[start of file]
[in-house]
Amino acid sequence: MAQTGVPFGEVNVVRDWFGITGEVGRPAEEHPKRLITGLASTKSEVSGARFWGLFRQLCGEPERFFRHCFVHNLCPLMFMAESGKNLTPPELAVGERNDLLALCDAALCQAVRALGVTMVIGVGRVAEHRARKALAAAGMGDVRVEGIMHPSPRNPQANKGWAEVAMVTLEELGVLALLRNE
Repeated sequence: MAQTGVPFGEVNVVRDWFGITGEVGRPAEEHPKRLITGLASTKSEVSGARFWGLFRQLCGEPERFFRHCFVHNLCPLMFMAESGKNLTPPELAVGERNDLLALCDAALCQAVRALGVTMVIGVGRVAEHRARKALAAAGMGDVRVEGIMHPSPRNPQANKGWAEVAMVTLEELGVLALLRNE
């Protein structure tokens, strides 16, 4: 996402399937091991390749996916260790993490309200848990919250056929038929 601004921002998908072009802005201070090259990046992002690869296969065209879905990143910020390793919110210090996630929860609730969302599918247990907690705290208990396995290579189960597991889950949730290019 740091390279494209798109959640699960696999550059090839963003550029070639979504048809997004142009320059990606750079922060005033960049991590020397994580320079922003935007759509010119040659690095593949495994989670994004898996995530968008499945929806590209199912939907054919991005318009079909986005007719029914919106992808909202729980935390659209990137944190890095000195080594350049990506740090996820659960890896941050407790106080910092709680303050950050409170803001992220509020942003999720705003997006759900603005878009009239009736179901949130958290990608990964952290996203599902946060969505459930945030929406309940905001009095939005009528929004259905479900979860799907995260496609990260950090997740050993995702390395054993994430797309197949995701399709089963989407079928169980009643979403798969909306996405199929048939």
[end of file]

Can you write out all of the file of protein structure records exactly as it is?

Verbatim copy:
[in-house]
Amino acid sequence: MAQTGVPFGEVNVVRDWFGITGEVGRPAEEHPKRLITGLASTKSEVSGARFWGLFRQLCGEPERFFRHCFVHNLCPLMFMAESGKNLTPPELAVGERNDLLALCDAALCQAVRALGVTMVIGVGRVAEHRARKALAAAGMGDVRVEGIMHPSPRNPQANKGWAEVAMVTLEELGVLALLRNE
Repeated sequence: MAQTGVPFGEVNVVRDWFGITGEVGRPAEEHPKRLITGLASTKSEVSGARFWGLFRQLCGEPERFFRHCFVHNLCPLMFMAESGKNLTPPELAVGERNDLLALCDAALCQAVRALGVTMVIGVGRVAEHRARKALAAAGMGDVRVEGIMHPSPRNPQANKGWAEVAMVTLEELGVLALLRNE
């Protein structure tokens, strides 16, 4: 996402399937091991390749996916260790993490309200848990919250056929038929 601004921002998908072009802005201070090259990046992002690869296969065209879905990143910020390793919110210090996630929860609730969302599918247990907690705290208990396995290579189960597991889950949730290019 740091390279494209798109959640699960696999550059090839963003550029070639979504048809997004142009320059990606750079922060005033960049991590020397994580320079922003935007759509010119040659690095593949495994989670994004898996995530968008499945929806590209199912939907054919991005318009079909986005007719029914919106992808909202729980935390659209990137944190890095000195080594350049990506740090996820659960890896941050407790106080910092709680303050950050409170803001992220509020942003999720705003997006759900603005878009009239009736179901949130958290990608990964952290996203599902946060969505459930945030929406309940905001009095939005009528929004259905479900979860799907995260496609990260950090997740050993995702390395054993994430797309197949995701399709089963989407079928169980009643979403798969909306996405199929048939």